Different xDSL Equipment Overview

XDSL speeds

Different xDSL Equipment Overview

DSL has come a long way since its humble ADSL beginnings. The following is the final part in The History of DSL Trilogy. If you missed the Part I discussing the history of DSL, click here.  For a quick overview  of the 6 xDSL technologies in use today, visit Part II of the series. 

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Equipment Used For DSL

There are a range of products on the market that deploy DSL services. The following are a few examples of Digital Subscriber Line Access Multiplexers (DSLAMs) and modems that deliver DSL broadband. Visit Part II of this series to learn more about the different types of DSL.


Some ADSL DSLAMs are compatible with all three ADSL standards such as the VX-1000HDX and the VX-1000MDX.

best DSLAM

The VX-1000HDX ADSL2+ IP DSLAM unit from Versa Technology is a mini-DSLAM designed for the deployment of access networks.



The VX-1000MDX ADSL2+ IP DSLAM unit from Versa Technology is a mini-DSLAM that supports ADSL, ADSL2/2+ AnnexA and AnnexM.


Some VDSL2 IP DSLAMs such as the VX-M2024S and the VX-MD4024 come with ADSL2/2+ ports for added flexibility.



The VX-M2024S from Versa Technology is a 1.5U compact 24-port VDSL2 IP DSLAM with 2 Gigabit Ethernet Combo interfaces and built-in POTS/ISDN splitter.


The VX-MD4024 is a rack-mountable VDSL2 IP DSLAM. The unit supports two Gigabit Ethernet (GbE) trunk interfaces and 24 VDSL2 ports (ADSLx backward compatible).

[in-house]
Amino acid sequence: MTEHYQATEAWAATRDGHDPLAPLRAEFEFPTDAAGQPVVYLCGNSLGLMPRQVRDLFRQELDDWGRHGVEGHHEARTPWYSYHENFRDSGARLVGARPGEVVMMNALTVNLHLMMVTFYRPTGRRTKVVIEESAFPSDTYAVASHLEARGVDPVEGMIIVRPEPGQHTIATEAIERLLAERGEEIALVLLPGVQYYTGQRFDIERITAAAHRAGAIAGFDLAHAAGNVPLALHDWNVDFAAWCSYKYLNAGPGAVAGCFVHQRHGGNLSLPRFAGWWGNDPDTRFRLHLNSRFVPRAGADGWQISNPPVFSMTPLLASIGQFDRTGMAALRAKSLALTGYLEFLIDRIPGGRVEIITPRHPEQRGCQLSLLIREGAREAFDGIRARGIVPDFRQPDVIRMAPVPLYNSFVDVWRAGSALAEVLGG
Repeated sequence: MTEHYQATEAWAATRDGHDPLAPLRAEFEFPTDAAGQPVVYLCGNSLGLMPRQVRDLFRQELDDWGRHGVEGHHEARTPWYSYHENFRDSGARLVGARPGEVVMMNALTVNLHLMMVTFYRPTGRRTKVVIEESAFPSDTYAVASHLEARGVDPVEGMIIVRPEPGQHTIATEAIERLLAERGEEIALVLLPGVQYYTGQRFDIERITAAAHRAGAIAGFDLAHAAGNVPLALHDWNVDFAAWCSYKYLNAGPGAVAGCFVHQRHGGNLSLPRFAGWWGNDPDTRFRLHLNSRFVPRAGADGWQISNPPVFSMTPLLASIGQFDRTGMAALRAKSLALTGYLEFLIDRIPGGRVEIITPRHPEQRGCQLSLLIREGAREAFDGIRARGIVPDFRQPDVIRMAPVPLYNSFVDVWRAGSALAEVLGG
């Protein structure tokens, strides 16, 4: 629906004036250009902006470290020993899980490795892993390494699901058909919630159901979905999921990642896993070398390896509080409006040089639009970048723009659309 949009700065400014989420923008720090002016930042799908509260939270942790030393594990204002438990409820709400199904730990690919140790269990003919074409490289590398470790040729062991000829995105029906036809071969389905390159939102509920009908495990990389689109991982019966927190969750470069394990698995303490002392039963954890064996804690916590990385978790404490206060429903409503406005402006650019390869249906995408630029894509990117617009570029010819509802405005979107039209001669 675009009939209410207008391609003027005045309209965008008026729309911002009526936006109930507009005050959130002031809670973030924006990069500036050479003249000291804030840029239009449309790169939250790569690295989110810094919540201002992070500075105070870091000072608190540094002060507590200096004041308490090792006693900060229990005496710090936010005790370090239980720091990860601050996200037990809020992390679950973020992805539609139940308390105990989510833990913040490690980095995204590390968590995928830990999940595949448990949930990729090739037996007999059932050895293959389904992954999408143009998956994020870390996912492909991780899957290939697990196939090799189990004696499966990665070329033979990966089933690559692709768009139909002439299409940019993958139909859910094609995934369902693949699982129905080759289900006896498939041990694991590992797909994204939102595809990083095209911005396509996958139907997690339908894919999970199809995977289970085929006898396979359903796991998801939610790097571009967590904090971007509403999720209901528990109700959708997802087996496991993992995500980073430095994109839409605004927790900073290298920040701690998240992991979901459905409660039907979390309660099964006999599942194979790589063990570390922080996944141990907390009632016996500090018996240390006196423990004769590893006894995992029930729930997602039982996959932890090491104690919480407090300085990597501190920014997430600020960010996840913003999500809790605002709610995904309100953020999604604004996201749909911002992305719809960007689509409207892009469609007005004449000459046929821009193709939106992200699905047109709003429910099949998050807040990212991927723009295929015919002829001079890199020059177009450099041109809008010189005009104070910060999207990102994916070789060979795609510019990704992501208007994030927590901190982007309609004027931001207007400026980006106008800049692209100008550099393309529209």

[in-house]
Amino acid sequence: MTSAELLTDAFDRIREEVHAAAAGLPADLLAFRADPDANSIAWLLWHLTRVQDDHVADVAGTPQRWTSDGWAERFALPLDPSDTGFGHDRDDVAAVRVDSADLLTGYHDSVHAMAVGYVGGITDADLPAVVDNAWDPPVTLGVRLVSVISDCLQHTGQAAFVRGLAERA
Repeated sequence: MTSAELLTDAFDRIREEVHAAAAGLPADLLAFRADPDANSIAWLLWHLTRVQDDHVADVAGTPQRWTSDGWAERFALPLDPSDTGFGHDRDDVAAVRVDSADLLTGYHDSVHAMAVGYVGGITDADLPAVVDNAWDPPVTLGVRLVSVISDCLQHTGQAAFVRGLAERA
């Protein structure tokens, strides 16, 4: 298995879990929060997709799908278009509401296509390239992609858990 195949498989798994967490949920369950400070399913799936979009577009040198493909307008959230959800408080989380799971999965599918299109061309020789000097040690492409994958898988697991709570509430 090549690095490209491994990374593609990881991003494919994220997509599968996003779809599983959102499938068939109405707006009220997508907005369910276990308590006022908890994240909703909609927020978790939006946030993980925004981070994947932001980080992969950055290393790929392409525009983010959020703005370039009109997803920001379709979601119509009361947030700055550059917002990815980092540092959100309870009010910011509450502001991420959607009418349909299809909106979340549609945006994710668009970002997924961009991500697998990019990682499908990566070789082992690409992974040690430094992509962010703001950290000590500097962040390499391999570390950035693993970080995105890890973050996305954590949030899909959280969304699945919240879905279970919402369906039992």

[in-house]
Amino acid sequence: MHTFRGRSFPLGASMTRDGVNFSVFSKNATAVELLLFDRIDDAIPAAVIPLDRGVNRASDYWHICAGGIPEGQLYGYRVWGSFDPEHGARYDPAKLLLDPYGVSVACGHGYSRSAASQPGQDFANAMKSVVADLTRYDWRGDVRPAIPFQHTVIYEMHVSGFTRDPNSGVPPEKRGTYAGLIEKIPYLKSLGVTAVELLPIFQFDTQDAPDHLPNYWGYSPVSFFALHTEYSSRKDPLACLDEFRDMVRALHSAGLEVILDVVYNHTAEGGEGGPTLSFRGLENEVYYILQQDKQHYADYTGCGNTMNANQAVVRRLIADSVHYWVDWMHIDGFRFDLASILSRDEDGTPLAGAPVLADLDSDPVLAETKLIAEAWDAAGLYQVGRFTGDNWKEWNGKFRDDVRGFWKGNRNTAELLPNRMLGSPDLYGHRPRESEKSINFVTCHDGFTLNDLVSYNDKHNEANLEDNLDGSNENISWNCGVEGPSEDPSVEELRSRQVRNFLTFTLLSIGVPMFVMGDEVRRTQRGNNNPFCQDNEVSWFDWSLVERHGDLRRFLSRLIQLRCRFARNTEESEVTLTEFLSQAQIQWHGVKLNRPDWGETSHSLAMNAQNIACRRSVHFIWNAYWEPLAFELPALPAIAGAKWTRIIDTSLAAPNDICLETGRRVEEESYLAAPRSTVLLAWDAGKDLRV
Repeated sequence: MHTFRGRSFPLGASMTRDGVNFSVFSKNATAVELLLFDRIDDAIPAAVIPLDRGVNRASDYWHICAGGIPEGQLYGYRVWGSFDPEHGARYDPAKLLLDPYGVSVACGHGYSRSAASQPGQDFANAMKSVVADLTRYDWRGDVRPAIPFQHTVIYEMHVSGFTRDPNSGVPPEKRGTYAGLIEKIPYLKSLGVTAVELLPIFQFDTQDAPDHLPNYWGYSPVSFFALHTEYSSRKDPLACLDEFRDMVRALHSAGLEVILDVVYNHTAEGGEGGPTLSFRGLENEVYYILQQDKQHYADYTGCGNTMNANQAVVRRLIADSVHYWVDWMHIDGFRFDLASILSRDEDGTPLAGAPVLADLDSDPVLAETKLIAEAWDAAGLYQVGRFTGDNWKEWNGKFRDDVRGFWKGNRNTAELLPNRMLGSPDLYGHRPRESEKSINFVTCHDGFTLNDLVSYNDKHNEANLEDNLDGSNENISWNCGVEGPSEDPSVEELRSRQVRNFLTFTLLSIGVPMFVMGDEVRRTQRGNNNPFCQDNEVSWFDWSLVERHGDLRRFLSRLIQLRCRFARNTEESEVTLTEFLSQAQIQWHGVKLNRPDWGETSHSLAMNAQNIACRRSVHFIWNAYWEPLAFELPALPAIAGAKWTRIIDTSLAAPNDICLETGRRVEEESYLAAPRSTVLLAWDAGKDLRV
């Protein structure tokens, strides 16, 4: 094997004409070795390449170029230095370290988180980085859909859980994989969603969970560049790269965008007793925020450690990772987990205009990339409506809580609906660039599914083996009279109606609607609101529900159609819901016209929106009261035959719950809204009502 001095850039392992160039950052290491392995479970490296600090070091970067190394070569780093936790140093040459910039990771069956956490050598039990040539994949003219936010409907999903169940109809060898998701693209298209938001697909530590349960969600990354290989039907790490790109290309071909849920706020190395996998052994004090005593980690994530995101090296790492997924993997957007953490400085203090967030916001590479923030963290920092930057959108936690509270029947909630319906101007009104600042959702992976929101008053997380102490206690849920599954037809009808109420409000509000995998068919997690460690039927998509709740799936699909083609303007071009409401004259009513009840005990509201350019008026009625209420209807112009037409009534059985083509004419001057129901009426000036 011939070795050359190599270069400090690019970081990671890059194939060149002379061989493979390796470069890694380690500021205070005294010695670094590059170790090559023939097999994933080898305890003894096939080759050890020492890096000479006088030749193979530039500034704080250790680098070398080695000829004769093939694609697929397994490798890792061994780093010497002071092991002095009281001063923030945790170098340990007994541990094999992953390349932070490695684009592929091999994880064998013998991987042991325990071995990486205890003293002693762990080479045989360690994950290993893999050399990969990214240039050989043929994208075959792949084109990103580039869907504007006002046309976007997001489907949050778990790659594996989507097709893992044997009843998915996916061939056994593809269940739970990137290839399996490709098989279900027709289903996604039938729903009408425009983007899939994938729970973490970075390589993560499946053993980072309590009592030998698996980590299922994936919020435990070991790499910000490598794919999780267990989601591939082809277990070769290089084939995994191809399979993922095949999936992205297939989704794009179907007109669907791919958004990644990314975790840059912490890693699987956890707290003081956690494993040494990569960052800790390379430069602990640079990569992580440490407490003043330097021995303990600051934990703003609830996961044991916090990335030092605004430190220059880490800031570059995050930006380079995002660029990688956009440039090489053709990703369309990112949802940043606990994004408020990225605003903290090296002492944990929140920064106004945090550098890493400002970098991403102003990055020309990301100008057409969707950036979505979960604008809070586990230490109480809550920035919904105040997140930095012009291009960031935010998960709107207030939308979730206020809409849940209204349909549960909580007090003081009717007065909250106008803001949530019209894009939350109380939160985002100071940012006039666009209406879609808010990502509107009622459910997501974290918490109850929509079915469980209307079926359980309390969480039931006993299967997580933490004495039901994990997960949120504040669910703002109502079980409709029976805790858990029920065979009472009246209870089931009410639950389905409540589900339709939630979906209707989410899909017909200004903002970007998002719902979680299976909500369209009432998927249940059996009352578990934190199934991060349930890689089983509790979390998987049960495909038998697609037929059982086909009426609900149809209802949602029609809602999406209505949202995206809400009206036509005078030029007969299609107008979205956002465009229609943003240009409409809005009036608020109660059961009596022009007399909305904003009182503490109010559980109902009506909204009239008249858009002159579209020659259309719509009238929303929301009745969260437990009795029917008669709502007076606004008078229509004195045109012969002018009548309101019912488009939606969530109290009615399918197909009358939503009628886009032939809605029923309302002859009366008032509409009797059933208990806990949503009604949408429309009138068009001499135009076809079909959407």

VDSL2 Modems

Many VDSL2 modems offers ADSL2+ fallback such as the VX-VER522.


Versa Technology’s VDSL2 with ADSL2+ fall back 802.11n router has integrated wireless 802.11n draft 2.0 technology, making it possible to provide high-speed wireless data rates of up to 300mbps and superior wireless coverage.


Most ADSL2+ modems support ADSL2 fallback such as theVX-VER170S.



The VX -VER170S ADSL2+ bridge/router from Versa Technology provides advanced long Reach/Rate, and crosstalk-free technology.

Limiting Factors

One of the main limiting factors to DSL services is aging copper lines. Companies that seek to compete at fiber speeds like Verizon Communications and AT&T, have been accused of allowing their copper lines to deteriorate so as to replace them with fiber. In fact, Verizon communications has recently sold its wireline liabilities to Frontier Communications, a smaller telecom company that delivers DSL broadband to rural cities.  Another limiting factor to DSL is that subscriber speed directly correlates with how far away subscribers reside from the exchange.

The Future of xDSL

Even though DSL subscribers are declining, ISPs still desire to retain the profitability of copper lines. ISPS are investing in researching new vectoring methods to transmit broadband at faster speeds.  As WinterGreen research reports: “Copper represents an installed infrastructure worth trillions and too expensive to just replace. Fiber is too expensive to use it to replace all the copper.” The utility of copper lines will continue to defy the laws of obsolescence with improved vectoring methods such as G.fast and XG.Fast, which have successfully achieved downlink speeds of 1 Gbps and 5 Gbps respectively. Openreach has already begun trial test runs with the new chipset to determine its integrity in real world settings.  G.fast is still considered bleeding edge technology, but supporting standards such as G.inp promise to stabilize the consistency of signal speeds. To learn more about G.imp click here.



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